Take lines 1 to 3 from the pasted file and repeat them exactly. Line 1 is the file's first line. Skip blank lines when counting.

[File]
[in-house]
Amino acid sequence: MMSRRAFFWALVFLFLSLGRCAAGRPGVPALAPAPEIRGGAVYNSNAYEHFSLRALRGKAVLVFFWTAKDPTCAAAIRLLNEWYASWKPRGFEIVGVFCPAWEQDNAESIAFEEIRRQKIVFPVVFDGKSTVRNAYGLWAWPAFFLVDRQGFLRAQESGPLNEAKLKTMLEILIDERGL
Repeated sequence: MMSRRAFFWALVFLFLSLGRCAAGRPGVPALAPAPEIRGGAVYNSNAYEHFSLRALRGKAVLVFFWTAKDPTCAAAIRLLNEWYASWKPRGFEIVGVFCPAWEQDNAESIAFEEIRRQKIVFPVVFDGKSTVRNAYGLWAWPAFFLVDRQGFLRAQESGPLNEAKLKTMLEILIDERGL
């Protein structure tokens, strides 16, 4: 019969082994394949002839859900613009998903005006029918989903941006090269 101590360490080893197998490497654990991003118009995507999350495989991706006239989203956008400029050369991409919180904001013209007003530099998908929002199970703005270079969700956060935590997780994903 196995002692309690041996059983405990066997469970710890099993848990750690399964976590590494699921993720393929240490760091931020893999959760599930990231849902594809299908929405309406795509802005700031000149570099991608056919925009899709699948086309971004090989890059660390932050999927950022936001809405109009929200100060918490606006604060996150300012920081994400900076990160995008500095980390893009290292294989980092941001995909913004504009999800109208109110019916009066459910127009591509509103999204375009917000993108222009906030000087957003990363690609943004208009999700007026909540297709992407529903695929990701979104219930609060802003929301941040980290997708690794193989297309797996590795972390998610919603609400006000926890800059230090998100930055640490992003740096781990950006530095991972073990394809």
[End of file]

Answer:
[in-house]
Amino acid sequence: MMSRRAFFWALVFLFLSLGRCAAGRPGVPALAPAPEIRGGAVYNSNAYEHFSLRALRGKAVLVFFWTAKDPTCAAAIRLLNEWYASWKPRGFEIVGVFCPAWEQDNAESIAFEEIRRQKIVFPVVFDGKSTVRNAYGLWAWPAFFLVDRQGFLRAQESGPLNEAKLKTMLEILIDERGL
Repeated sequence: MMSRRAFFWALVFLFLSLGRCAAGRPGVPALAPAPEIRGGAVYNSNAYEHFSLRALRGKAVLVFFWTAKDPTCAAAIRLLNEWYASWKPRGFEIVGVFCPAWEQDNAESIAFEEIRRQKIVFPVVFDGKSTVRNAYGLWAWPAFFLVDRQGFLRAQESGPLNEAKLKTMLEILIDERGL